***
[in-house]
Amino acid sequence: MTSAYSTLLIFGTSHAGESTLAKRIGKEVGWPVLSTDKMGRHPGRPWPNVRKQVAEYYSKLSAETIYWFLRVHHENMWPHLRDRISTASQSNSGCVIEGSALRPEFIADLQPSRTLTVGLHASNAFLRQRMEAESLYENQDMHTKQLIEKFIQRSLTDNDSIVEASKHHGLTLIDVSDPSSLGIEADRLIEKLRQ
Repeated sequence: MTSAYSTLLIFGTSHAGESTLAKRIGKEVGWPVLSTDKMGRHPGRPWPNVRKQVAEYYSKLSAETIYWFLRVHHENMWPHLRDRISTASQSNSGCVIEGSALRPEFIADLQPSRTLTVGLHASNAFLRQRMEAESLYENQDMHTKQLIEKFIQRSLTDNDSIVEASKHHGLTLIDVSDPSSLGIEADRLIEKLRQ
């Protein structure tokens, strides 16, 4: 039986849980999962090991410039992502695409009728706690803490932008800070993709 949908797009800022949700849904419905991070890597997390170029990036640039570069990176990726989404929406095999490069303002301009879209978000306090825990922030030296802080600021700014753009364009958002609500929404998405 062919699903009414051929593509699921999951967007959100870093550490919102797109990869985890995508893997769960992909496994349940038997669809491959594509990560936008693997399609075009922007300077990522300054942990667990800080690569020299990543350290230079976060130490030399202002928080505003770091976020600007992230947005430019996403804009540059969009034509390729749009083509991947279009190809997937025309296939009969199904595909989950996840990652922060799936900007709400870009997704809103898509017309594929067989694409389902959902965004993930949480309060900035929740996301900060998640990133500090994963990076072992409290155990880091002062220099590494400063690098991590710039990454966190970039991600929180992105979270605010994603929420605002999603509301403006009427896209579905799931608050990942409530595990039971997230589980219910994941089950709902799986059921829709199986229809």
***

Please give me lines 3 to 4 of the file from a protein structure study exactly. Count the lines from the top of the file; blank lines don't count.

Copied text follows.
Repeated sequence: MTSAYSTLLIFGTSHAGESTLAKRIGKEVGWPVLSTDKMGRHPGRPWPNVRKQVAEYYSKLSAETIYWFLRVHHENMWPHLRDRISTASQSNSGCVIEGSALRPEFIADLQPSRTLTVGLHASNAFLRQRMEAESLYENQDMHTKQLIEKFIQRSLTDNDSIVEASKHHGLTLIDVSDPSSLGIEADRLIEKLRQ
């Protein structure tokens, strides 16, 4: 039986849980999962090991410039992502695409009728706690803490932008800070993709 949908797009800022949700849904419905991070890597997390170029990036640039570069990176990726989404929406095999490069303002301009879209978000306090825990922030030296802080600021700014753009364009958002609500929404998405 062919699903009414051929593509699921999951967007959100870093550490919102797109990869985890995508893997769960992909496994349940038997669809491959594509990560936008693997399609075009922007300077990522300054942990667990800080690569020299990543350290230079976060130490030399202002928080505003770091976020600007992230947005430019996403804009540059969009034509390729749009083509991947279009190809997937025309296939009969199904595909989950996840990652922060799936900007709400870009997704809103898509017309594929067989694409389902959902965004993930949480309060900035929740996301900060998640990133500090994963990076072992409290155990880091002062220099590494400063690098991590710039990454966190970039991600929180992105979270605010994603929420605002999603509301403006009427896209579905799931608050990942409530595990039971997230589980219910994941089950709902799986059921829709199986229809």